Copy Cat will not only copy the bytes of a disk that can be read, it will also attempt to read the bytes that have been damaged or that are not normally picked up through the standard Windows copy operation.

Copy Cat is great for copying a CD or DVD that has been scratched,when you want to copy data from an area of a hard drive that is partially damaged or when you want to copy data from a floppy that is currently not being copied correctly by windows.

Click this link to download Copy Cat from

Mp3 Knife

Have you ever wanted to save a portion of a podcast? Maybe they talked about a great new website that you wanted to check out and you wanted to save that information for later?

Mp3 Knife is a simple tool for extracting mp3 clips from large Mp3s. The extracted clips will be stored in mp3 format. This is the simplest and fastest tool in its category which has the ability to extract long mp3 clips in seconds. Its so simple, only three steps to get the clips: select start, select end and save.

Click this link to download MP3 Knife:

Thursday, November 02, 2006

National Center for Blind Youth in Science Web Portal

The National Federation of the Blind Jernigan Institute is pleased to announce the launch of its National Center for Blind Youth in Science (NCBYS) Web Portal (, a clearinghouse of information and resources related to blind youth and their participation in science, technology, engineering, and math (STEM).

The NCBYS Web Portal, funded under a grant from the National Science Foundation (NSF), provides easy, centralized access for teachers, students, parents, and others to gain the knowledge necessary to make STEM fields accessible to blind youth. Users can not only find high tech solutions but also low tech, simple tools and strategies to teach and learn STEM subjects.

This portal also provides users with a career section where they can read biographies and hear interviews of blind scientists and engineers, including Abraham Nemeth, developer of the Nemeth Code. Users can also explore career opportunities and science programs available to blind students, such as the EXcellence through Challenging Exploration and Leadership internship program and the NFB Youth Slam.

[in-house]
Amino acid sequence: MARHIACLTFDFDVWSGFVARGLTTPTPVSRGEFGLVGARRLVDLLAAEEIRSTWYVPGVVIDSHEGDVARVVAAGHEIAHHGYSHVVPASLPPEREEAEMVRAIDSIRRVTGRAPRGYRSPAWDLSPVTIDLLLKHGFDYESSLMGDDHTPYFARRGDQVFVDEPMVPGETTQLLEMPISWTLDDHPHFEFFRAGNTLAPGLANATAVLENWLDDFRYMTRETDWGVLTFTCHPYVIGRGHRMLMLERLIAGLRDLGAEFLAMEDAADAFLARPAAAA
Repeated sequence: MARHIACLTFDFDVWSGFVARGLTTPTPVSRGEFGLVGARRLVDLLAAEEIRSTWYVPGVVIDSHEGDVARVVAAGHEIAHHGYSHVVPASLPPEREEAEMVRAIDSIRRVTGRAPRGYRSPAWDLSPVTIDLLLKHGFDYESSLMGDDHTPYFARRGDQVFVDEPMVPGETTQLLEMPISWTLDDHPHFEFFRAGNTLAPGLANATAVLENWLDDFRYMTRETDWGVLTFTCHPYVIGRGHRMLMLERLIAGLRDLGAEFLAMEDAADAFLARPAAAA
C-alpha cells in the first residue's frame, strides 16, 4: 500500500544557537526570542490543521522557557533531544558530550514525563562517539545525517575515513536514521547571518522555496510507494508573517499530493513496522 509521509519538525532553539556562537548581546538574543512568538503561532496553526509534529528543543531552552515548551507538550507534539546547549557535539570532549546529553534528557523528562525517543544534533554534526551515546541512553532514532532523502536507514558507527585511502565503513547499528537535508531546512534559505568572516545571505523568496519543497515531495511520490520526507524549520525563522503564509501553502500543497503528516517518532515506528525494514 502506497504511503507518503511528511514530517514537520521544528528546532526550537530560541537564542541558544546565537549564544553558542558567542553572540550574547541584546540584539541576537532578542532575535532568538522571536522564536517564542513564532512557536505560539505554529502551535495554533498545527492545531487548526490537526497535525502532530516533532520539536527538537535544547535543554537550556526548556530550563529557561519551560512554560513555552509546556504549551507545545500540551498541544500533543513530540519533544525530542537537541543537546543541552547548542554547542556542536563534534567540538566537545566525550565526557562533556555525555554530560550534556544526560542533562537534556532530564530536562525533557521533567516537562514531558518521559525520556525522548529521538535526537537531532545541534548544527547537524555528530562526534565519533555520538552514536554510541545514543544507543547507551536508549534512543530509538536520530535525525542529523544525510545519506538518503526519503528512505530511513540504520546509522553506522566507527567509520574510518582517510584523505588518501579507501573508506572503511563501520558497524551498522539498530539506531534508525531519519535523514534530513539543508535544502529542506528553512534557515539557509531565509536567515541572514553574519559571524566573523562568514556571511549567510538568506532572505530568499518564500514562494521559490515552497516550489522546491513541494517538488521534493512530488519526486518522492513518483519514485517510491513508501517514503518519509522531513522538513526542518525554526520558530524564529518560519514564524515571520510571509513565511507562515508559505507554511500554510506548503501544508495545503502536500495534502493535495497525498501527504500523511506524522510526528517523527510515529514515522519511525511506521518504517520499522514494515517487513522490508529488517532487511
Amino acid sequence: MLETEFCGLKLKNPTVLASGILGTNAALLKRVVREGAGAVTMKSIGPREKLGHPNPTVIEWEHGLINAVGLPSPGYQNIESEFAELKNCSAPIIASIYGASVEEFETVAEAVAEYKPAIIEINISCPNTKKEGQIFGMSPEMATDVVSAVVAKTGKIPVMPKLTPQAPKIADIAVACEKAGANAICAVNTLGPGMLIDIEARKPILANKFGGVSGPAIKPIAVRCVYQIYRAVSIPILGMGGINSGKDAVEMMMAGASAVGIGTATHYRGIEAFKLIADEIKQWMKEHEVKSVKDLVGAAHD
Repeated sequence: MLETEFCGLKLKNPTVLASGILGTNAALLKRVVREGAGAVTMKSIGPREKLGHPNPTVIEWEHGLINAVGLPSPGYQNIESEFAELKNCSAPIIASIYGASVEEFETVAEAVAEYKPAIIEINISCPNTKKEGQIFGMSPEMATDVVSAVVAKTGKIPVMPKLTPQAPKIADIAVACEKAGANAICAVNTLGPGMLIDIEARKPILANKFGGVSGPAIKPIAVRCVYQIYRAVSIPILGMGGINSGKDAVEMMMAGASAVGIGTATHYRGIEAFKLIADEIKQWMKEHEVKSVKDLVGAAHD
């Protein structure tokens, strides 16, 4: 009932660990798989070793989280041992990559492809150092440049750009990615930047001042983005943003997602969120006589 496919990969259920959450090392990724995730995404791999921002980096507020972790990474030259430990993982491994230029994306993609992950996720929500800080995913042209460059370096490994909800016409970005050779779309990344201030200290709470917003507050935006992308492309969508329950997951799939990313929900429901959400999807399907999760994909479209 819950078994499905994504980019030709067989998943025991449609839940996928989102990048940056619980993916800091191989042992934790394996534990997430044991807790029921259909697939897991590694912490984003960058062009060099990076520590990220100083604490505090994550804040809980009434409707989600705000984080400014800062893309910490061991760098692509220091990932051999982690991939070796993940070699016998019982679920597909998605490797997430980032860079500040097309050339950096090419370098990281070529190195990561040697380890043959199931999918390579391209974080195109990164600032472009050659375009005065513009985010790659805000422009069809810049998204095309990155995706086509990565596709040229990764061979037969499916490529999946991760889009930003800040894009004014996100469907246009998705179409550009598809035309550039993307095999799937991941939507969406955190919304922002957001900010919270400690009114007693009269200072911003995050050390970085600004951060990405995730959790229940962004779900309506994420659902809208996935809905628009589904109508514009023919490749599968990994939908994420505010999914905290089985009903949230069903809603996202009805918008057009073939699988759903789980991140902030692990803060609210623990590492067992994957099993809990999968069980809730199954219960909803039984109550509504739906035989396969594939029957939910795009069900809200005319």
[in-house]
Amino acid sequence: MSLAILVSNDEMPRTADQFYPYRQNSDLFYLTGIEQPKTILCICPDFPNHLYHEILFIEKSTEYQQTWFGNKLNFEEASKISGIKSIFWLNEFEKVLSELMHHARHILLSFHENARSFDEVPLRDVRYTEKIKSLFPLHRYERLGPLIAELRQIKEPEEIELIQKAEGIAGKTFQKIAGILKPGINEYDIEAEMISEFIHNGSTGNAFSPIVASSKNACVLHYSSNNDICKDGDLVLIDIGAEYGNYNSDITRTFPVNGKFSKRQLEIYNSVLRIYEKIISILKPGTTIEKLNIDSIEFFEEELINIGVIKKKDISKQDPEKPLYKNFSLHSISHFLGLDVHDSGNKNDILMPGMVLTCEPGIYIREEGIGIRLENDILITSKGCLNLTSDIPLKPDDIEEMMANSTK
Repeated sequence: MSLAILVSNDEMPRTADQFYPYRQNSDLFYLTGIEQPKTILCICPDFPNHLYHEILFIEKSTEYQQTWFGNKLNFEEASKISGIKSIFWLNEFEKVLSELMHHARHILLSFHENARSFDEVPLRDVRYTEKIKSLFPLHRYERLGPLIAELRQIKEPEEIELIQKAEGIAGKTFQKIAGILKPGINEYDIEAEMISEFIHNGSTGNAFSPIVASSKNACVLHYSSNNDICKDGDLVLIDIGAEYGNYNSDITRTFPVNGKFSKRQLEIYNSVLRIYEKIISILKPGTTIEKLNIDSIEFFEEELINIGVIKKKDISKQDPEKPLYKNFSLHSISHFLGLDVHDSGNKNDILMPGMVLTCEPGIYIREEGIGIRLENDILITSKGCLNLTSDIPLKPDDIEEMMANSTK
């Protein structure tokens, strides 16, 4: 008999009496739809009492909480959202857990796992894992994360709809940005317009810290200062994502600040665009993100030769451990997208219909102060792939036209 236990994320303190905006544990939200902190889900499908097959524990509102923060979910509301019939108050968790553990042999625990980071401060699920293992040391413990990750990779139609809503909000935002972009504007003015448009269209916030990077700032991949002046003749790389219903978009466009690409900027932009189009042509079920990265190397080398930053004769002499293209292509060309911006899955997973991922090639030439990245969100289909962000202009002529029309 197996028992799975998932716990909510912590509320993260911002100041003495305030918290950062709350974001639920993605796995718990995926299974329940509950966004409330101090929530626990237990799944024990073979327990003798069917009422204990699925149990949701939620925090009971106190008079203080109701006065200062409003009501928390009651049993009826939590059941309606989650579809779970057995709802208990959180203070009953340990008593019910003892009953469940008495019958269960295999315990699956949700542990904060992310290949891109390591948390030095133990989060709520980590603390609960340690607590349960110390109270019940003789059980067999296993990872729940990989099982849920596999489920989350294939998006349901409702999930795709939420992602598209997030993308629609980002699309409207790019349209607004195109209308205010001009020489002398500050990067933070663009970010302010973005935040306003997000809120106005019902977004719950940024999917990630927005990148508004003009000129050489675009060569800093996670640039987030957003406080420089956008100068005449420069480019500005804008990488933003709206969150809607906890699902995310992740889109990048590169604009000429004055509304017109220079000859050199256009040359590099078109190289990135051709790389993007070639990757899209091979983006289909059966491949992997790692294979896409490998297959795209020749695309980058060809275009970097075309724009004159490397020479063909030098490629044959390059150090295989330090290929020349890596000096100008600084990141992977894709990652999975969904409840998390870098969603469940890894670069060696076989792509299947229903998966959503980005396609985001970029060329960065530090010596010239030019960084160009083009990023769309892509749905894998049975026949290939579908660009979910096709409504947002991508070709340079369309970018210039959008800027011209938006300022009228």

Click this link to visit the National Center for Blind Youth in Science Web Portal at

Wednesday, November 01, 2006

Organizing Books by Color

Organizing books in a personal library can be a challenge, especially if you are visually impaired. Finding a science fiction book by removing each book to read the larger print on the cover is not practical. Design Observer recently blogged about a slightly unconventional way of Organizing Our Books by Color instead of by author, title, or subject. According to the article, arranging books by color is not only "cool to look at", but some even argue that it helps "discover new and unexpected relationships between books" - suggesting that certain color books are associated with certain subjects or moods.

I can see this working organizationally for a visually impaired person's small library, because for books we are very familiar with, we often recognize them by the color of the cover. Sorting your books by color gives you a reference point for where to look on the shelf.

True or False in Braille

Message: I'm looking for a braille math indicator for "is the equation true or false" In print the indicator is a question mark over an equal sign. Is there a braille symbol for this math expression? Thank you.
Location: CT

Dear Carol,

You will find the sign you are looking for on page 136 of the print edition of the Nemeth Braille Code for Mathematics and Scientific Notation. It is under comparrison signs. The entire sign is this:

dot 5, dots 4-6, 1-3, 1-2-6, 4-5-6, 2-3-6, 1-2-4-5-6.

I hope this helps.

Fred Gissoni

Quit drinking my drink

As a parent, I know the aggrivation of the kids getting out cup after cup, not keeping up with it, and before too long, you have no idea which cup belongs to which child. This is especially annoying when you are a blind parent and can not rely on colors to differenciate the cups.

Here's a product that can help with this and a host of other labeling issues in the kitchen.

Bumpy Name labels are elastic rubber "orbit" labels that come in sizes to fit a variety of containers.

They're dishwasher-safe and can be made in print or Braille, and you can order custom labels with a second line of information, such as "No Dairy," or the child's phone number. They are available at in either a package of three stock names or a package of four custom labels. Get a bunch of these and just go crazy labeling stuff!